Nantucket is a tiny town with big ambitions. Stuck roughly twenty-six miles from the mainland of the United States, the town grows from an insignificant, isolated colony into the whaling capital of the world. Talk about movin' on up. Ultimately, however, Nantucket is a city built on contradictions, which is a shaky foundation for any economic empire. Although the disastrous journey depicted in In the Heart of the Sea doesn't directly lead to the city's downfall, it's easy to see it as the first step toward Nantucket's inevitable decline.
Nantucket's status as one of America's first "feminist" towns is, in part, attributable to the nature of the whaling business.
While Nantucketers' intense sense of community can be positive thing, it also inevitably leads to hostility toward outsiders.
The owners of the whaleship Essex aren't concerned with silly notions like equality and fair pay—just look at how they exploit their employees in In the Heart of the Sea. African American sailors are given wages that make them barely distinguishable from slaves, continuing a tradition that began with the Nantucketers' exploitation of Native Americans. Even the Essex itself is segregated by class and race. Although it may not shock you that American society was so nasty at the time, you'll certainly be surprised about how many of these issues directly relate to the Essex disaster.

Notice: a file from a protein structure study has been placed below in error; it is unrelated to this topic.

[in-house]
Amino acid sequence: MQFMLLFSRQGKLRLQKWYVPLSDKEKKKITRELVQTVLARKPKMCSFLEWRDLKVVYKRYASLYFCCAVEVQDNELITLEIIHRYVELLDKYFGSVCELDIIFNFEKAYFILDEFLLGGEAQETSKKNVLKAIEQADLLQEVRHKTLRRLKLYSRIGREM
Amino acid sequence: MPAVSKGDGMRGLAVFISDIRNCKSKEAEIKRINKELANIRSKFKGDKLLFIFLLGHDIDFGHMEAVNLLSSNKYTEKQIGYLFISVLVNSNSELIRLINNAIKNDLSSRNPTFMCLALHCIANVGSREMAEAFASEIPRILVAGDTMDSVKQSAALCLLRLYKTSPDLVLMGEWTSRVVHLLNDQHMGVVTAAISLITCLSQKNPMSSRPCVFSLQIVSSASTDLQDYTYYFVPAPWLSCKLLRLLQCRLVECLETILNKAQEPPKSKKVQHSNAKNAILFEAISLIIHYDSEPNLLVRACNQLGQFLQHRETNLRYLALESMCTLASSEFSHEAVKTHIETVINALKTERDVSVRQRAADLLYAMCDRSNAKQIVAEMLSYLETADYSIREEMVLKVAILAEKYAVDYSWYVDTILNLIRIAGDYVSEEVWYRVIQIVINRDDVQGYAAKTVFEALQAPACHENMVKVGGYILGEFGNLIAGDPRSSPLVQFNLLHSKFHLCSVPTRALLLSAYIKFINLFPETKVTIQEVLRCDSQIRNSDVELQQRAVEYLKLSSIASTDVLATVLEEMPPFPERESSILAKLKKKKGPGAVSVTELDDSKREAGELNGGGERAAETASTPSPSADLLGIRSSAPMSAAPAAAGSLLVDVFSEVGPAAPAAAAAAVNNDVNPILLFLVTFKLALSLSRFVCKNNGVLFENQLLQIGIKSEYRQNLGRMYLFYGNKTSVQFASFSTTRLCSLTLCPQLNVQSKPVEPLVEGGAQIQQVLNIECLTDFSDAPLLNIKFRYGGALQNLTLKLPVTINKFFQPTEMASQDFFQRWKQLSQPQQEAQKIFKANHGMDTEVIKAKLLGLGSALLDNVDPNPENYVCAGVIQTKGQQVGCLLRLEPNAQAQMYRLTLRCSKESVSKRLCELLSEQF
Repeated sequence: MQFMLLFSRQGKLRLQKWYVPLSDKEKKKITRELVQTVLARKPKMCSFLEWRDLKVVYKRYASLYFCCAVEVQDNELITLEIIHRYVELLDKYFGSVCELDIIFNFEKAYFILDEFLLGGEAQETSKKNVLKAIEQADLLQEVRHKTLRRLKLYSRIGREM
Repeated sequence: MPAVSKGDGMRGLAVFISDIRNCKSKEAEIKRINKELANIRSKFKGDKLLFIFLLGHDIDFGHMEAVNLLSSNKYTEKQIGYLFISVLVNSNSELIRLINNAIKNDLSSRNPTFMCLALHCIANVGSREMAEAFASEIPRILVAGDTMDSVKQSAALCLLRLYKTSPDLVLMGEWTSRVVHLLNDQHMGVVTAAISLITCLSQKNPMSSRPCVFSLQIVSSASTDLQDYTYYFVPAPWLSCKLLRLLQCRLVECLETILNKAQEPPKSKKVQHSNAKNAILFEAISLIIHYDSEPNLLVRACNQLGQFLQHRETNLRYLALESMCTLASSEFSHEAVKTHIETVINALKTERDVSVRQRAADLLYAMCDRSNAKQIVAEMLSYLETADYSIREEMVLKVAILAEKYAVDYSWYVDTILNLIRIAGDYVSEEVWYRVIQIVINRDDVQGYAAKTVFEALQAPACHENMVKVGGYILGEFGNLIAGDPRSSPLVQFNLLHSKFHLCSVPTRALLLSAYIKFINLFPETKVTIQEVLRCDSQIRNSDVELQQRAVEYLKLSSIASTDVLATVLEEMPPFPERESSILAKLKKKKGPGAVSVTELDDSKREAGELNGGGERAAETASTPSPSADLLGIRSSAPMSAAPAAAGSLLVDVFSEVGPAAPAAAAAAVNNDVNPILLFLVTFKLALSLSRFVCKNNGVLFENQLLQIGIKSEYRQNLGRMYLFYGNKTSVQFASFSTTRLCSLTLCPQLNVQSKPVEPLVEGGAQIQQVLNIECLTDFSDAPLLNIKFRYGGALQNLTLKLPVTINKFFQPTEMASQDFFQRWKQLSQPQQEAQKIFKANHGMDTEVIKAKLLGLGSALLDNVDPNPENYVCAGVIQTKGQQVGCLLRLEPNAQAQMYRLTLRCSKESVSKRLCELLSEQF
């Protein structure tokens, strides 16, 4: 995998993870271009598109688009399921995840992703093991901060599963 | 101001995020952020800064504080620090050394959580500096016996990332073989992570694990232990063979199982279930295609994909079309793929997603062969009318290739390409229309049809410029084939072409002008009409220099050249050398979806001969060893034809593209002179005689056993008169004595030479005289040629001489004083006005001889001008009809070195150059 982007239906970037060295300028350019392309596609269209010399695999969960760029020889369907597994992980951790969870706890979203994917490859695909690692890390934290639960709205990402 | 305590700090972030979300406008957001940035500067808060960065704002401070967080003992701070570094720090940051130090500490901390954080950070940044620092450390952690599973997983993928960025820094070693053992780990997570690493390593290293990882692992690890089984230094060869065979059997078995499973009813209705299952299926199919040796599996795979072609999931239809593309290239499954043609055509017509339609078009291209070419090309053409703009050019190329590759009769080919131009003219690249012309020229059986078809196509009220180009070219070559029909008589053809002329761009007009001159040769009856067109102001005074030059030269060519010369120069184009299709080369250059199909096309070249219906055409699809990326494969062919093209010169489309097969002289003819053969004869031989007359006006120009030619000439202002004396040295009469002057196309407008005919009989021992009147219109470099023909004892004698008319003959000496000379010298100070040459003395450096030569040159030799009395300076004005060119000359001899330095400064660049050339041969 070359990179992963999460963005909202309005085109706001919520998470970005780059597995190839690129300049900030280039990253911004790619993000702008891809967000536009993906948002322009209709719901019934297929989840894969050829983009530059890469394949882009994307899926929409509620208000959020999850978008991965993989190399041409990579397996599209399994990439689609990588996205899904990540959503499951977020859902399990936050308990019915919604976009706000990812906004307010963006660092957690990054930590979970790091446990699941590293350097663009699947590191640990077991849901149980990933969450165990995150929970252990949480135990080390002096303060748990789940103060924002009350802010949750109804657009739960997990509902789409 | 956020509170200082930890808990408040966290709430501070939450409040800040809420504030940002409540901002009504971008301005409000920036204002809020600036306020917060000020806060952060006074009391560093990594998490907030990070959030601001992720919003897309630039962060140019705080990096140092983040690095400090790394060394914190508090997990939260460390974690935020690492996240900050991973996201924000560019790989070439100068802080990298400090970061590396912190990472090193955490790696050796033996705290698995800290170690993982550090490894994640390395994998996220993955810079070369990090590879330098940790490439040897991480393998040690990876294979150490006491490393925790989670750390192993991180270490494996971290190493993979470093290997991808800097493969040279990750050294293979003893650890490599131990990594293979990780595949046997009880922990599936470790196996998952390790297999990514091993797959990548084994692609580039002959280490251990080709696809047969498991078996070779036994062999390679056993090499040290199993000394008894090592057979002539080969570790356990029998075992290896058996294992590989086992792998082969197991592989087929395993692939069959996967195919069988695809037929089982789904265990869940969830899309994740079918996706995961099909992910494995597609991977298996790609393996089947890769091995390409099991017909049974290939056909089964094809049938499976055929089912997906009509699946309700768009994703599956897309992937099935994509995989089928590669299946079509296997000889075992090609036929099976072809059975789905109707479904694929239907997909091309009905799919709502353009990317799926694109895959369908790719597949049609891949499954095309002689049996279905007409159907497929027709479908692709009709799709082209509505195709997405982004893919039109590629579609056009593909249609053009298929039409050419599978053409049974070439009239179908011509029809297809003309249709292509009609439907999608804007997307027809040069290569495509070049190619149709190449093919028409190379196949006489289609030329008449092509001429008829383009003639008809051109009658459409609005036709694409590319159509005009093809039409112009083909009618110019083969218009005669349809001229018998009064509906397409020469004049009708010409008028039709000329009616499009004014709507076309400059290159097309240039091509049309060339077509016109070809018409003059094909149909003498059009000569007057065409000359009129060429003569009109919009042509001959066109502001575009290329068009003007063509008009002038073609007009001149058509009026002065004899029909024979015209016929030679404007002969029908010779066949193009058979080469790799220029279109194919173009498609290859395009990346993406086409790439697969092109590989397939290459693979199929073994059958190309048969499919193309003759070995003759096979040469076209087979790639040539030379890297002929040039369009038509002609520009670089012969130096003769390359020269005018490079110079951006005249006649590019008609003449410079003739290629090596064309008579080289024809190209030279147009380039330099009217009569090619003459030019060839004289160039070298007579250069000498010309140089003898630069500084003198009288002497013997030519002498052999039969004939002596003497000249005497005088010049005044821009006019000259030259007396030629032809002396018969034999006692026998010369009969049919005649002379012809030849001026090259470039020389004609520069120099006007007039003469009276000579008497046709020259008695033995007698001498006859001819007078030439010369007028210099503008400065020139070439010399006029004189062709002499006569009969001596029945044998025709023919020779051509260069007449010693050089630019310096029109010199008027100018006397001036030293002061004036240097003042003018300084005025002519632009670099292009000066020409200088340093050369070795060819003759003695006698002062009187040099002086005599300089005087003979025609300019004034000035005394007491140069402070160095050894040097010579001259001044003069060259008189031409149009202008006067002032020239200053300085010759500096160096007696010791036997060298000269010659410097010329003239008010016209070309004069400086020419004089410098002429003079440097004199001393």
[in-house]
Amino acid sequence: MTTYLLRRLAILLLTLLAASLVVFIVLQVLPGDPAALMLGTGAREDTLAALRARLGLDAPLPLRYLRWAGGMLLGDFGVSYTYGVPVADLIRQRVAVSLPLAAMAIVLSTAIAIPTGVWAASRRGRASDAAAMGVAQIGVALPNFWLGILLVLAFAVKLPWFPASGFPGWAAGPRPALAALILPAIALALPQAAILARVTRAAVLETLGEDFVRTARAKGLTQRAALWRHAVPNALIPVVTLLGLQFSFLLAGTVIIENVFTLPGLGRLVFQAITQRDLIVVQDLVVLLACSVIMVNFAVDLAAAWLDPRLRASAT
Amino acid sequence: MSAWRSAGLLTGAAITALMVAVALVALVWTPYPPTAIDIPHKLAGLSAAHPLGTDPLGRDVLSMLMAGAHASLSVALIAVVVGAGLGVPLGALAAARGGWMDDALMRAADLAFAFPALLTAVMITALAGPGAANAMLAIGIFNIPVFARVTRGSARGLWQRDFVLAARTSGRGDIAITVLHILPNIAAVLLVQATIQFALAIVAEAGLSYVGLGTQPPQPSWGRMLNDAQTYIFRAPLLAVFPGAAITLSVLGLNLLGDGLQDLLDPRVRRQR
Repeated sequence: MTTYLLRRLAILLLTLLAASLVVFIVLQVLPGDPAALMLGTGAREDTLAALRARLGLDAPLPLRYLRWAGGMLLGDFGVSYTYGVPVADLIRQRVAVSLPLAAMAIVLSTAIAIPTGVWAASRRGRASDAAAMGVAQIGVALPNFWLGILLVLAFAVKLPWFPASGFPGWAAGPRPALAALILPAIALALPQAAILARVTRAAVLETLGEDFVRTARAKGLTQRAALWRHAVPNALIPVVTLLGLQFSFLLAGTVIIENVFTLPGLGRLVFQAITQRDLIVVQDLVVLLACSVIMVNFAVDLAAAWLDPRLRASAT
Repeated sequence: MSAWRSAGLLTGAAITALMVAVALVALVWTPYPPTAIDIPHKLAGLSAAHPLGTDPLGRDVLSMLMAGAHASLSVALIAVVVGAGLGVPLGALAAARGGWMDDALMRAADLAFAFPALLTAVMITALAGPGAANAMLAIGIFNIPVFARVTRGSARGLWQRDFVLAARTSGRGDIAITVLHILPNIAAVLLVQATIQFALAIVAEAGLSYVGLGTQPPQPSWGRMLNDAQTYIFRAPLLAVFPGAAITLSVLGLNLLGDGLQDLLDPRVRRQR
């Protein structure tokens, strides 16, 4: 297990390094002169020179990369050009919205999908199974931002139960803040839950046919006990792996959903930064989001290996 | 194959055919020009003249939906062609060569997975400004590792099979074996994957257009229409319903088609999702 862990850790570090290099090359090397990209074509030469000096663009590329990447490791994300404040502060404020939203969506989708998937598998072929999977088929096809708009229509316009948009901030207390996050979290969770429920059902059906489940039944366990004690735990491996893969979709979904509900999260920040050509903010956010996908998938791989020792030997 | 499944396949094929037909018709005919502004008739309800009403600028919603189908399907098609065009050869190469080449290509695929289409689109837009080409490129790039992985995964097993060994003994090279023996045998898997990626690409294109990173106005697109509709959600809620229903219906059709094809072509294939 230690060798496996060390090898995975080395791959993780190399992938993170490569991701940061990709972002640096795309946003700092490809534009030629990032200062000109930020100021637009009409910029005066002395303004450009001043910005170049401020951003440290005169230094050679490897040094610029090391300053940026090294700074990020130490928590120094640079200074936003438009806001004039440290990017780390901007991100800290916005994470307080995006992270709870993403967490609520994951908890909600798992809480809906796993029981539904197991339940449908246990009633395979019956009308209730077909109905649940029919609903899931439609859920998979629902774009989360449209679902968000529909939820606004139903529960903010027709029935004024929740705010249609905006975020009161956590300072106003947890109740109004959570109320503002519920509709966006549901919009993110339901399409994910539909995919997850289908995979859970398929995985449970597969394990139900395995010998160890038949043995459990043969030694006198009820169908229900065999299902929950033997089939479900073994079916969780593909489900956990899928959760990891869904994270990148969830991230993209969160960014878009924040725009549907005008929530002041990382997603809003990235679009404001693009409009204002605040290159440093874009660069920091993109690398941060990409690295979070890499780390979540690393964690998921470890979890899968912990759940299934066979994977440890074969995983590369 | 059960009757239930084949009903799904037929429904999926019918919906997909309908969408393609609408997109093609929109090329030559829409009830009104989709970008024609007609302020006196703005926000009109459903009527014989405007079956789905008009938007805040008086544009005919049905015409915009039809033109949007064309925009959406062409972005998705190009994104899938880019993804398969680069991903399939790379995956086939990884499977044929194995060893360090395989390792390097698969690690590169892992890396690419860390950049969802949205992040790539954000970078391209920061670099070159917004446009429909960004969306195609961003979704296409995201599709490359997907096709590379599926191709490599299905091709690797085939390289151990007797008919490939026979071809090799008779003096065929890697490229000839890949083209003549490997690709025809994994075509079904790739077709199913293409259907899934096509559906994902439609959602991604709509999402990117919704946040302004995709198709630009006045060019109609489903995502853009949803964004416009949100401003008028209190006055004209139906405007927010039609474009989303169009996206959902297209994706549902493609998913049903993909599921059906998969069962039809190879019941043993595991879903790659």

In the book, we frequently see the intersection between race and class, as African-American and Native-American sailors are treated worse than their white peers.
The class system aboard the Essex causes malnourishment among certain segments of the crew, which directly leads to their deaths after the Essex sinks.
Given that In the Heart of the Sea depicts the most brutal whale-hunters who've ever lived, this is one of those rare instances when "Man vs. the Natural World" can be taken literally. In the red corner, you've got the crew of the Essex: humans dedicated to hunting sperm whales to near-extinction. In the blue corner, however, you've got the whales themselves: veteran heavyweights who are tired of being pushed around by these scrawny up-and-comers. Although the human race takes an early lead in this duel to the death, it'll take a lot more than that to put the natural world down for the count.
Although the specific practices employed by whaleships like the Essex are certainly unethical, whale hunting can be considered acceptable in certain circumstances.
Given that sperm whales are highly intelligent beings, it is unethical to hunt them under any circumstances.
Scrooge McDuck would feel right at home in the city of Nantucket. Though devoutly Quaker, Nantucketers aren't going to let silly things like ethics or morality get in the way of the almighty dollar bill. Sometimes that means under-supplying their whaling ships to pinch pennies. Sometimes that means exploiting workers for little to no pay. And sometimes it's as simple as wiping out entire ecosystems for a quick cash infusion. Although this greed remains unchecked for the bulk of In the Heart of the Sea, there's one thing you can be certain of—what goes around, comes around.
The exploitative labor practices employed by Nantucket whalers are completely contradictory to their avowed Quaker values.